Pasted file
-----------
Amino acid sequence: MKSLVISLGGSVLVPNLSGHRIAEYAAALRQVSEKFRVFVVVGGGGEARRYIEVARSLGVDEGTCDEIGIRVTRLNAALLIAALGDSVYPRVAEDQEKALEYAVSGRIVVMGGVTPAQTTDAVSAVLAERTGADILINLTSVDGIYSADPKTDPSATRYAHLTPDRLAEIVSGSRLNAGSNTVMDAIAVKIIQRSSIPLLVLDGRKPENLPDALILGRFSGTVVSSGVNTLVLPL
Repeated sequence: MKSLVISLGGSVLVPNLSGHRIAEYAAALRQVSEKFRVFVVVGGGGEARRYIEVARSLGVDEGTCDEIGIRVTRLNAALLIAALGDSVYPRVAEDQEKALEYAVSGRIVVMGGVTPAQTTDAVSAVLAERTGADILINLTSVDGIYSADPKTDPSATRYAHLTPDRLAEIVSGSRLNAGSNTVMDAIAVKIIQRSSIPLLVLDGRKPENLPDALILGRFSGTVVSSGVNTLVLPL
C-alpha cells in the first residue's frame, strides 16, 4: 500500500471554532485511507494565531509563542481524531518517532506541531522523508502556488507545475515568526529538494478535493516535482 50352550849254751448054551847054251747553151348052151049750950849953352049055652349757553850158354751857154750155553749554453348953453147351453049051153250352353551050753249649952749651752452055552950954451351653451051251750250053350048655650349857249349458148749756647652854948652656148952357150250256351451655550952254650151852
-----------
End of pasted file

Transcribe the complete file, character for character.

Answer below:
Amino acid sequence: MKSLVISLGGSVLVPNLSGHRIAEYAAALRQVSEKFRVFVVVGGGGEARRYIEVARSLGVDEGTCDEIGIRVTRLNAALLIAALGDSVYPRVAEDQEKALEYAVSGRIVVMGGVTPAQTTDAVSAVLAERTGADILINLTSVDGIYSADPKTDPSATRYAHLTPDRLAEIVSGSRLNAGSNTVMDAIAVKIIQRSSIPLLVLDGRKPENLPDALILGRFSGTVVSSGVNTLVLPL
Repeated sequence: MKSLVISLGGSVLVPNLSGHRIAEYAAALRQVSEKFRVFVVVGGGGEARRYIEVARSLGVDEGTCDEIGIRVTRLNAALLIAALGDSVYPRVAEDQEKALEYAVSGRIVVMGGVTPAQTTDAVSAVLAERTGADILINLTSVDGIYSADPKTDPSATRYAHLTPDRLAEIVSGSRLNAGSNTVMDAIAVKIIQRSSIPLLVLDGRKPENLPDALILGRFSGTVVSSGVNTLVLPL
C-alpha cells in the first residue's frame, strides 16, 4: 500500500471554532485511507494565531509563542481524531518517532506541531522523508502556488507545475515568526529538494478535493516535482 50352550849254751448054551847054251747553151348052151049750950849953352049055652349757553850158354751857154750155553749554453348953453147351453049051153250352353551050753249649952749651752452055552950954451351653451051251750250053350048655650349857249349458148749756647652854948652656148952357150250256351451655550952254650151852